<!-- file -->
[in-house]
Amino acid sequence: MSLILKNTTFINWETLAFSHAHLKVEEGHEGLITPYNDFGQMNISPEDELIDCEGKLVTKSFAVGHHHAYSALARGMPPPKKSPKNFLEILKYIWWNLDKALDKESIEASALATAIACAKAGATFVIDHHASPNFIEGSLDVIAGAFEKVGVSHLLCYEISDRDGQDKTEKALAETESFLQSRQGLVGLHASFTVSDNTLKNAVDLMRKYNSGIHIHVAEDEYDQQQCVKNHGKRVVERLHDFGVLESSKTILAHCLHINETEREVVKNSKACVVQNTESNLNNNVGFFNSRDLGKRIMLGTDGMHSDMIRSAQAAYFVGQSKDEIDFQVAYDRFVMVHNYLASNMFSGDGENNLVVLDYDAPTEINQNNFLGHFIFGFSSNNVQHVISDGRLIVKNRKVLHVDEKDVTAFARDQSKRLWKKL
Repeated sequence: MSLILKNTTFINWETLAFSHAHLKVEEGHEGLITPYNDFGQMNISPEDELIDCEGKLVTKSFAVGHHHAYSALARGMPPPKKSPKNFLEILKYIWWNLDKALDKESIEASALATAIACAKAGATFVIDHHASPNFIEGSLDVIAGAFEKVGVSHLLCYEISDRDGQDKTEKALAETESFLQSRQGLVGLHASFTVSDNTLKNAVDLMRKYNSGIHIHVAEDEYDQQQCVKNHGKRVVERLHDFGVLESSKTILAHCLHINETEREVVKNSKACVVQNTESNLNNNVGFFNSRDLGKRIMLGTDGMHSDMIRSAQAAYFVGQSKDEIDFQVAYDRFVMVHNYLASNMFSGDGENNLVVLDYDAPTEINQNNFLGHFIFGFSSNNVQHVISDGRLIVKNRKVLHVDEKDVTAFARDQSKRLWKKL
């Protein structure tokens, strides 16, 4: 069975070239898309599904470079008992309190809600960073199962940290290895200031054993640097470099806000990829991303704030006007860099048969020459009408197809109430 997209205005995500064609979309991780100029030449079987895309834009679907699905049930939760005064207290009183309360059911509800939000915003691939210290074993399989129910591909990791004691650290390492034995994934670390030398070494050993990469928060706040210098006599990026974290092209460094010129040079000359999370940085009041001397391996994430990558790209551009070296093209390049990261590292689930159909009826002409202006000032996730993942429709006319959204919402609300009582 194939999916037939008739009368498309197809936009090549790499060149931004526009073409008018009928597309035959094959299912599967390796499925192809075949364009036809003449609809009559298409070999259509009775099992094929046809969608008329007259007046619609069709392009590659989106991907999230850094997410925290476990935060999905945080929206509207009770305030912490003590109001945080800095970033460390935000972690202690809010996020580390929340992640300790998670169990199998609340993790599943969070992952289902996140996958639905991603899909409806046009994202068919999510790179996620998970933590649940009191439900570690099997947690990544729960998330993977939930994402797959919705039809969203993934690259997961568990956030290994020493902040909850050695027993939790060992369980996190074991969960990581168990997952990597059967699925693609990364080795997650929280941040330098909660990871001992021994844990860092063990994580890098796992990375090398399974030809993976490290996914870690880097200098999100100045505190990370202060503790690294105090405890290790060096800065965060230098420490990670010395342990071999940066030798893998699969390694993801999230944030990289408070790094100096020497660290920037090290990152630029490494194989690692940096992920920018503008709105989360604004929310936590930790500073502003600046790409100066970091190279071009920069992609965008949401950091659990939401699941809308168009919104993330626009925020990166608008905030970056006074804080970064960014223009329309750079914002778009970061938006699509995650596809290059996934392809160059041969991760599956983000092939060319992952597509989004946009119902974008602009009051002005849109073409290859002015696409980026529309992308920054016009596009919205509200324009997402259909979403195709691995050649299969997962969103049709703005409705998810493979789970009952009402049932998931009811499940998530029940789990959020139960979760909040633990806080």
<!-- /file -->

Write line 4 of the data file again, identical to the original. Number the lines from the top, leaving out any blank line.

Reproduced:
């Protein structure tokens, strides 16, 4: 069975070239898309599904470079008992309190809600960073199962940290290895200031054993640097470099806000990829991303704030006007860099048969020459009408197809109430 997209205005995500064609979309991780100029030449079987895309834009679907699905049930939760005064207290009183309360059911509800939000915003691939210290074993399989129910591909990791004691650290390492034995994934670390030398070494050993990469928060706040210098006599990026974290092209460094010129040079000359999370940085009041001397391996994430990558790209551009070296093209390049990261590292689930159909009826002409202006000032996730993942429709006319959204919402609300009582 194939999916037939008739009368498309197809936009090549790499060149931004526009073409008018009928597309035959094959299912599967390796499925192809075949364009036809003449609809009559298409070999259509009775099992094929046809969608008329007259007046619609069709392009590659989106991907999230850094997410925290476990935060999905945080929206509207009770305030912490003590109001945080800095970033460390935000972690202690809010996020580390929340992640300790998670169990199998609340993790599943969070992952289902996140996958639905991603899909409806046009994202068919999510790179996620998970933590649940009191439900570690099997947690990544729960998330993977939930994402797959919705039809969203993934690259997961568990956030290994020493902040909850050695027993939790060992369980996190074991969960990581168990997952990597059967699925693609990364080795997650929280941040330098909660990871001992021994844990860092063990994580890098796992990375090398399974030809993976490290996914870690880097200098999100100045505190990370202060503790690294105090405890290790060096800065965060230098420490990670010395342990071999940066030798893998699969390694993801999230944030990289408070790094100096020497660290920037090290990152630029490494194989690692940096992920920018503008709105989360604004929310936590930790500073502003600046790409100066970091190279071009920069992609965008949401950091659990939401699941809308168009919104993330626009925020990166608008905030970056006074804080970064960014223009329309750079914002778009970061938006699509995650596809290059996934392809160059041969991760599956983000092939060319992952597509989004946009119902974008602009009051002005849109073409290859002015696409980026529309992308920054016009596009919205509200324009997402259909979403195709691995050649299969997962969103049709703005409705998810493979789970009952009402049932998931009811499940998530029940789990959020139960979760909040633990806080």